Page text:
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Kenya Veterinarian

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An Overview of Animal Welfare Issues in Kenya

E G Mogoa, J K Wabacha, P M Mbithi, S G Kiama

Abstract




Animal welfare is the physical and psychological state of an animal as regards its attempt to cope with the environment. An animal\'s welfare is compromised if it does not enjoy the five fundamental freedoms, namely: freedom from hunger or thirst; freedom from thermal or physical discomfort; freedom from pain, injury and disease; freedom from fear and distress and; freedom to indulge in normal behavior patterns. In recent times, animal welfare has developed into a science with growing amount of research whose outcomes have led to reforms in animal welfare legislation and improved conditions for production animals, research animals and those kept in captivity or as companion animals. Animal welfare abuse in Kenya results from: neglect; malicious physical injury; starvation; confinement; use of inappropriate modes of transportation/transportation facilities; manhandling during transportation; overcrowding; overloading; overworking; inhumane treatment at slaughter/slaughter facilities; inhumane treatment during capture; branding and; inappropriate working tools, among others. Animal welfare abuse in Kenya has been occasioned by: inadequate legal and policy provisions; inadequate capacity to monitor and minimize cruelty to animals; limited animal extension services and; inadequate training in animal welfare and supervision of service providers. Given that veterinarians influence how animals are treated at local, national and international levels, their training should include a good grounding in animal welfare education. The same should be extended to all other animal scientists. Through this, they can lead in bringing about improvements in animal welfare as well as helping to change attitudes towards animals. This paper looks at animal welfare issues in Kenya with respect to abuse, policy, legislation and education, and gives recommendations on the way forward.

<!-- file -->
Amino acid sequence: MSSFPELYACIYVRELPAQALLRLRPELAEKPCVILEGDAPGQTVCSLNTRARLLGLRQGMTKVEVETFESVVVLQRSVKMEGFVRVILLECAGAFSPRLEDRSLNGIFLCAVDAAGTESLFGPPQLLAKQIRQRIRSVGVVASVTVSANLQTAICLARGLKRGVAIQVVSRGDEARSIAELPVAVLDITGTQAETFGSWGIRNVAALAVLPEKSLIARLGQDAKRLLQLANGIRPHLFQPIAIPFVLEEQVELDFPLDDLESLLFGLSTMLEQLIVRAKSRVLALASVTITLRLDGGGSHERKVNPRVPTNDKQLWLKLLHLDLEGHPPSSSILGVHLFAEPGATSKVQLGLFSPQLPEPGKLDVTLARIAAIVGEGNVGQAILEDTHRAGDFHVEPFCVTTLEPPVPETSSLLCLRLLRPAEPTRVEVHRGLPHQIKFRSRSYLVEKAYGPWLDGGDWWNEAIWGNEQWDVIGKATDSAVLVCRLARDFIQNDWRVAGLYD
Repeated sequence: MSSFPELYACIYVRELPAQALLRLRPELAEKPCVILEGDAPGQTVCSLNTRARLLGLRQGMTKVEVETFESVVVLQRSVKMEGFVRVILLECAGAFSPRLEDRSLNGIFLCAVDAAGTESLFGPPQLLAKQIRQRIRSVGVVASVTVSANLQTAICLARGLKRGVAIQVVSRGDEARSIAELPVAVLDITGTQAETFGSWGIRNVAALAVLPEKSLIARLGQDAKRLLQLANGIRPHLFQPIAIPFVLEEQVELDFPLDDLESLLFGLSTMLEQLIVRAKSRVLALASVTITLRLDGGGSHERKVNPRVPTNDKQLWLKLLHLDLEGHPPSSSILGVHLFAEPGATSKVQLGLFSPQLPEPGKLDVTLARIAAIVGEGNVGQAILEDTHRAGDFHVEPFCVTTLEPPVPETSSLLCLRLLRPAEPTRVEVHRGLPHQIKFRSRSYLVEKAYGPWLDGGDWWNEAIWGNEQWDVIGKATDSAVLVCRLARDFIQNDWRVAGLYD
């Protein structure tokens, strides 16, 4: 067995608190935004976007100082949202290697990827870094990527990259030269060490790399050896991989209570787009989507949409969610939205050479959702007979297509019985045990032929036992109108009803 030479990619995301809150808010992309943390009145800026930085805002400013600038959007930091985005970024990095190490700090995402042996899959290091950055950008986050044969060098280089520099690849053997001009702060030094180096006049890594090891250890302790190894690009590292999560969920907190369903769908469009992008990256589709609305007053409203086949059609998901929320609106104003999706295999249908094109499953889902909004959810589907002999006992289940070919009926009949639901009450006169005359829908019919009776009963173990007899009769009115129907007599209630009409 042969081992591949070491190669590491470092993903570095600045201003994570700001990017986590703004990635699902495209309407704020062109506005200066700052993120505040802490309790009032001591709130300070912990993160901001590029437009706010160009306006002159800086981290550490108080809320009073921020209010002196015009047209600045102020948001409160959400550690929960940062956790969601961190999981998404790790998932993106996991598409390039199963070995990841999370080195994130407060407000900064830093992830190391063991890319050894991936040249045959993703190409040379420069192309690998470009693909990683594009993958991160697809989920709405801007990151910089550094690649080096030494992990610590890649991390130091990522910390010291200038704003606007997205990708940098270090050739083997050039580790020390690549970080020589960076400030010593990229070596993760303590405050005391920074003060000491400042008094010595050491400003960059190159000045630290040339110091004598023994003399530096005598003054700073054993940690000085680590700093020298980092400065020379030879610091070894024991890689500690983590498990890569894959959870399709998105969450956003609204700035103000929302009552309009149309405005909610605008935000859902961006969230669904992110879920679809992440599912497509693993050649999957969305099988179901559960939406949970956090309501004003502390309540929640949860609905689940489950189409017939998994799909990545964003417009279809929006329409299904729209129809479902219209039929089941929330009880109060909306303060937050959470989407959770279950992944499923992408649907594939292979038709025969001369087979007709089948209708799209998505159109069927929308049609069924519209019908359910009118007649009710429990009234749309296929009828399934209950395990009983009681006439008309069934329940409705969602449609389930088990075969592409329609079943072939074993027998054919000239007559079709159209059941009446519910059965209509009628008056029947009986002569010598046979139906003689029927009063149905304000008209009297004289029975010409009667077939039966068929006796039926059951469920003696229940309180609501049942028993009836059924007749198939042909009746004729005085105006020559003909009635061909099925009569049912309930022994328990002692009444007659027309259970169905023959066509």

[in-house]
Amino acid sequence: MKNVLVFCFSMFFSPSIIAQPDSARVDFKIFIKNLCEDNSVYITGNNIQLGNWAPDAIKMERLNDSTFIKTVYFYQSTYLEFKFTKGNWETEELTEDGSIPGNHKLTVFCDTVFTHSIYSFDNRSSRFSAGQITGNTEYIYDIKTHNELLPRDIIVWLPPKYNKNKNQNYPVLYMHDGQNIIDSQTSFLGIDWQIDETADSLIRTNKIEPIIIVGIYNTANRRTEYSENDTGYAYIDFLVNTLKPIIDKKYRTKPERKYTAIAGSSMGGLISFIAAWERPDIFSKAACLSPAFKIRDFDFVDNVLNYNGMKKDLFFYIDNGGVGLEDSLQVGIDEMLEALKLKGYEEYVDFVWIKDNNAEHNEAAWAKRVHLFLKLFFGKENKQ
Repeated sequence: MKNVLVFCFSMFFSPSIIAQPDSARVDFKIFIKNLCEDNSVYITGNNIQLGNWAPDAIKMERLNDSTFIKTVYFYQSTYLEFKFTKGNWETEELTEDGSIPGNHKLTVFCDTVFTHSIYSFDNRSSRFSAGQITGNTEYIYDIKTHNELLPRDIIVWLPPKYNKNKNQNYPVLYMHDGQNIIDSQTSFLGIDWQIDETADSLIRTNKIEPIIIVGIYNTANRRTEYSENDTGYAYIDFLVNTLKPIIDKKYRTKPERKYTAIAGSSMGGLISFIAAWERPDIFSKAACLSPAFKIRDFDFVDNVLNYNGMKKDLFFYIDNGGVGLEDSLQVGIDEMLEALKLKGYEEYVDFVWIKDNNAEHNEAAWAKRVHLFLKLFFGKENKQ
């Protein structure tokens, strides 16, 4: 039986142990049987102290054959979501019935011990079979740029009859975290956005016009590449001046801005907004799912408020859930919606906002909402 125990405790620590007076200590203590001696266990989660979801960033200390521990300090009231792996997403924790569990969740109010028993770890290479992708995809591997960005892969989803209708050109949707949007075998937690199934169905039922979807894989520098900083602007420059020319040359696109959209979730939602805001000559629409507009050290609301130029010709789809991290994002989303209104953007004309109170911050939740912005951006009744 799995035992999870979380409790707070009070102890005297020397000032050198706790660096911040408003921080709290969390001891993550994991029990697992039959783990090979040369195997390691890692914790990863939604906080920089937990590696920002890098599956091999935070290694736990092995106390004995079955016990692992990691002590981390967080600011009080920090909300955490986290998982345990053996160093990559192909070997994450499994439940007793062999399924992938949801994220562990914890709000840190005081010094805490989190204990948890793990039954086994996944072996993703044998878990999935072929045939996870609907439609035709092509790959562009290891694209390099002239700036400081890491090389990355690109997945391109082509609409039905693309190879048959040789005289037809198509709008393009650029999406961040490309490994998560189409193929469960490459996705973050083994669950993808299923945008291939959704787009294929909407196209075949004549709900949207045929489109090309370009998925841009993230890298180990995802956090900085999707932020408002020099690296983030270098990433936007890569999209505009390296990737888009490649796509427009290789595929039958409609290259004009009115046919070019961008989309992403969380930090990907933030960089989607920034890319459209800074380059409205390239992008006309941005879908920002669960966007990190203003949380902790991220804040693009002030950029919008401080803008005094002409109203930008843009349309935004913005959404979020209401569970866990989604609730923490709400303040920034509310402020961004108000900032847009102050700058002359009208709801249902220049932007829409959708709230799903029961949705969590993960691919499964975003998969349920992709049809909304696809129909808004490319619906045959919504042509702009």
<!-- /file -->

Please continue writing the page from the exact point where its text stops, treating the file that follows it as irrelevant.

The Kenya Veterinarian Vol. 29 2005: pp. 48-52



AJOL African Journals Online